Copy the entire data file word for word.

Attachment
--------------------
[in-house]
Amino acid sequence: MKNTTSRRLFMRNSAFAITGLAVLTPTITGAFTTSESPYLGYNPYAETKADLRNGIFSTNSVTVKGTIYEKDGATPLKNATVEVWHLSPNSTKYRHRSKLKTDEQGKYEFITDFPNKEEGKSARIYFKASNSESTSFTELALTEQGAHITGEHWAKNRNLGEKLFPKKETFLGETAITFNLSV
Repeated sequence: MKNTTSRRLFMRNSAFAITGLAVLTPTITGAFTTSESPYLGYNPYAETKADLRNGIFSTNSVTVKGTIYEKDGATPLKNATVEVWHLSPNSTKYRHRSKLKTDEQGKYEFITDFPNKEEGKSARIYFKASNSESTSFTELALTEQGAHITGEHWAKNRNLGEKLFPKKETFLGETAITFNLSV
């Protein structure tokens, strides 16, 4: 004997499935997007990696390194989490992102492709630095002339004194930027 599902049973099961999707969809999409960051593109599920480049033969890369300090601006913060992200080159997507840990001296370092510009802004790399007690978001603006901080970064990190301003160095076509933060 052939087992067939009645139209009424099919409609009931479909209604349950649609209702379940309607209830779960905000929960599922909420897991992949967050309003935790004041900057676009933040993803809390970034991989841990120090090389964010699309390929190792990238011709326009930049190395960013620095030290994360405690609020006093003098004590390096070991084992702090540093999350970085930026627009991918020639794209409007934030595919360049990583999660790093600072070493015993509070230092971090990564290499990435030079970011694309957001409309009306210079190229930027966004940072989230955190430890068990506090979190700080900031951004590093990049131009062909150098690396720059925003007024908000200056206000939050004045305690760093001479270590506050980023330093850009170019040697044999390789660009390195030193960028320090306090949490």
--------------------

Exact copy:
[in-house]
Amino acid sequence: MKNTTSRRLFMRNSAFAITGLAVLTPTITGAFTTSESPYLGYNPYAETKADLRNGIFSTNSVTVKGTIYEKDGATPLKNATVEVWHLSPNSTKYRHRSKLKTDEQGKYEFITDFPNKEEGKSARIYFKASNSESTSFTELALTEQGAHITGEHWAKNRNLGEKLFPKKETFLGETAITFNLSV
Repeated sequence: MKNTTSRRLFMRNSAFAITGLAVLTPTITGAFTTSESPYLGYNPYAETKADLRNGIFSTNSVTVKGTIYEKDGATPLKNATVEVWHLSPNSTKYRHRSKLKTDEQGKYEFITDFPNKEEGKSARIYFKASNSESTSFTELALTEQGAHITGEHWAKNRNLGEKLFPKKETFLGETAITFNLSV
């Protein structure tokens, strides 16, 4: 004997499935997007990696390194989490992102492709630095002339004194930027 599902049973099961999707969809999409960051593109599920480049033969890369300090601006913060992200080159997507840990001296370092510009802004790399007690978001603006901080970064990190301003160095076509933060 052939087992067939009645139209009424099919409609009931479909209604349950649609209702379940309607209830779960905000929960599922909420897991992949967050309003935790004041900057676009933040993803809390970034991989841990120090090389964010699309390929190792990238011709326009930049190395960013620095030290994360405690609020006093003098004590390096070991084992702090540093999350970085930026627009991918020639794209409007934030595919360049990583999660790093600072070493015993509070230092971090990564290499990435030079970011694309957001409309009306210079190229930027966004940072989230955190430890068990506090979190700080900031951004590093990049131009062909150098690396720059925003007024908000200056206000939050004045305690760093001479270590506050980023330093850009170019040697044999390789660009390195030193960028320090306090949490």